Sedated musical enigma
Breaking their silence since 2010, Sunburned Hand of the Man released their newest LP, Pick A Day To Die, in a flurry of music genres unbecoming of this psychedelic rock group. With over a hundred previous releases, it seems as if this band might have run its course in music style. Though since the 1990s, this band has churned out an exhausting amount of music in any style you can fathom.
In the wake of the split of the previous band, Shit Spangled Banner, Sunburned Hand of the Man formed to ride the wake for good. This album is a collection of previous recordings, all dated from their musical career over the past three decades as a group.
The album’s namesake, “Pick A Day To Die,” morphs the ecstasy of ’70s psych music with the tuneage of the late ’90s. Haunting echoes from vocalist Shannon Ketch form a new symphony, with far-off hypnosis meant to lock people’s soul with the track. While obscure in sound, this seven-minute wonder is what this band embodies—distinctness.
“Flex” follows a similar path, picking up the difference with more synth and phased guitar. But it holds onto the trance-like mood this album seems to place people under. This song is a groove but overindulges in being sedated by musical taste. After minute two, it seems to lose its trance. “Black Lights” is a whole other spectrum of color. It by no meaning eases listeners into the chilled track it develops into with a meaningless spew of distorted guitar. But as the distortion fades, the song becomes twangy and loosens up. The grip has been untightened to make space for a new stream of consciousness not there before.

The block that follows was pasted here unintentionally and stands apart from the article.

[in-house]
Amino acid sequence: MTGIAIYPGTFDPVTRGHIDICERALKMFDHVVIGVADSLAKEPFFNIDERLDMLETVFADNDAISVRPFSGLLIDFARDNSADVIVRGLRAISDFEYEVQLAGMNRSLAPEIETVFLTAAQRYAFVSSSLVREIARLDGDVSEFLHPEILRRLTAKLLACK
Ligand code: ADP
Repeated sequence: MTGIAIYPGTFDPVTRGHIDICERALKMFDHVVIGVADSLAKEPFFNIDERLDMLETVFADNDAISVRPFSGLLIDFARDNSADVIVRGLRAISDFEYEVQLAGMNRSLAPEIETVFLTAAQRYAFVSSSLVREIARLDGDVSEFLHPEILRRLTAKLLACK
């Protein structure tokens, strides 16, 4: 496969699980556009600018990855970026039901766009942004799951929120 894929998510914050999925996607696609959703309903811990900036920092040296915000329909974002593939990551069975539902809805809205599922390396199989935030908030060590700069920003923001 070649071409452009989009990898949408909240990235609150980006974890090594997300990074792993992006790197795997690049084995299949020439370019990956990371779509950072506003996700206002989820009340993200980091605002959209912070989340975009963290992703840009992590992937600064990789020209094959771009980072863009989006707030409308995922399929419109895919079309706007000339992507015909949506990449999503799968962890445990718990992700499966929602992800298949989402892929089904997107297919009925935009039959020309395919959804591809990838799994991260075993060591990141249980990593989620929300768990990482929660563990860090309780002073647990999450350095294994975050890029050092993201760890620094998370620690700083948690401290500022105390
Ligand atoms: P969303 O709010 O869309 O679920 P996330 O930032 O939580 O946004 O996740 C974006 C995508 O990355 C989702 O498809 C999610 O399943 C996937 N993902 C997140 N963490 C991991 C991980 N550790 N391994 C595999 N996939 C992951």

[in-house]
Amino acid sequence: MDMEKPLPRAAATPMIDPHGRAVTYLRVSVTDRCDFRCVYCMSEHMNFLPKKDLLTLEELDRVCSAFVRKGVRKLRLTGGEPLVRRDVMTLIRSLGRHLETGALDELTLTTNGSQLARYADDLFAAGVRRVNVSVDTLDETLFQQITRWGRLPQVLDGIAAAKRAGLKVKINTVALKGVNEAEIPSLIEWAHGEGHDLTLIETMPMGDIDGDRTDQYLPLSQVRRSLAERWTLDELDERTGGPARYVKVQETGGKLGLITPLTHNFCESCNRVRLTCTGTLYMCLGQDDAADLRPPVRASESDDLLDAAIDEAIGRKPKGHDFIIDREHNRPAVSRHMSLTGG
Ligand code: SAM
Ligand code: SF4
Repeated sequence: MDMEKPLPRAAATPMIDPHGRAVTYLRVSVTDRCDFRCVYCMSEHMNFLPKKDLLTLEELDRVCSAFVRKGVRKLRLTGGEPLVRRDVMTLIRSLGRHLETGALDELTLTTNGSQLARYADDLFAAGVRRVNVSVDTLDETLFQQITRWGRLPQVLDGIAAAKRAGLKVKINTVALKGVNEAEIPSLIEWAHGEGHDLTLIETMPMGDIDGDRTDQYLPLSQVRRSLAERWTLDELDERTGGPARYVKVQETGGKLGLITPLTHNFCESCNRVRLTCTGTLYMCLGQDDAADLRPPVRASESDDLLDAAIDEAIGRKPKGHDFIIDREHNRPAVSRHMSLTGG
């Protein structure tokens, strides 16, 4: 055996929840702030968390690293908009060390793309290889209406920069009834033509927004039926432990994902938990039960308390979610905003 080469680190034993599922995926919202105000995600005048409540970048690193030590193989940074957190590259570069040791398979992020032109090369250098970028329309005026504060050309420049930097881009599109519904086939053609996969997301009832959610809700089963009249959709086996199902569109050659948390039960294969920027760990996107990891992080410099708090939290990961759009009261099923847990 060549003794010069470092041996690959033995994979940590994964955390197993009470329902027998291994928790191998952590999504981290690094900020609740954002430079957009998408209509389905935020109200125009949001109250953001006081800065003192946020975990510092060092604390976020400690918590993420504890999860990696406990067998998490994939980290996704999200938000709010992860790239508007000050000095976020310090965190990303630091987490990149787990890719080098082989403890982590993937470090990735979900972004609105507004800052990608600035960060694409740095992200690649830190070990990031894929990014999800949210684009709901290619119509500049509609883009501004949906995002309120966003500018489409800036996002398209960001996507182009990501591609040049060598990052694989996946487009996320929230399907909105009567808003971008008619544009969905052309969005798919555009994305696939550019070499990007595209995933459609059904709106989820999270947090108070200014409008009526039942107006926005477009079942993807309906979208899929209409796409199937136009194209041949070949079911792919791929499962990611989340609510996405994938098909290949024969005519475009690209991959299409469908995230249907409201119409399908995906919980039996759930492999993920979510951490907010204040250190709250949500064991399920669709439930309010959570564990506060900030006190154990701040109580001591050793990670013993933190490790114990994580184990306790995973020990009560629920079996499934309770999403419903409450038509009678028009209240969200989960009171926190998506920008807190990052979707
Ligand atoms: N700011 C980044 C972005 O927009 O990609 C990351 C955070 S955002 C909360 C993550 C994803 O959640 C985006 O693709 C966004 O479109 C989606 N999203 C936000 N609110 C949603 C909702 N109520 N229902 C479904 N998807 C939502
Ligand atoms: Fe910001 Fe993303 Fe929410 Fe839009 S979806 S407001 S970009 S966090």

“Solved” offers a tempo that is both unrelenting and distracting. A relaxing acoustic guitar from Jeremy Pisani forgoes this, but is masked by Ketch’s primitive vocalizations. An assortment of sound effects seems to melt together periodically, droning on to the lack of dynamism this song offers—definitely one of the odder tracks on this album.
To further follow this very strange musical endeavor, “Initials” provides an array of sonic ingredients for this psychedelic recipe. Sporadic hollowed shouting accents the ever-building complexity of instruments this song provides. It seems to be attempting a build-up to a crescendo but falls flat with a continuance of new ingredients. What tops off this lop-sided creation are the space-synth blips and manipulated conversation—though the bass riffs are quite nice.
The album’s closer, “Prix Fixe,” might be the most musically relevant track. While there is no limit to the creativity of this musical collective, “Prix Fixe” at least contains a dwindling amount of structure other tracks do not have. Exhortations and random distressed screaming subdue the song itself, but a stellar guitar solo quickly flips this song on its back for the betterment of the album. A mellowed-out six-string wonder takes this album to somewhere it hadn’t reached yet— an audience.
Though change is nice and broadens a musician’s scope, it is not for everyone. This collection seems to lack a connection or emotion. Songs like “Flex” and “Initials” have no underlying meaning and forgoes the establishment behind an album release. Though one thing which wrangled in the songs on Pick A Day To Die seemed to be Pisani’s guitar—and for that, he should be thanked.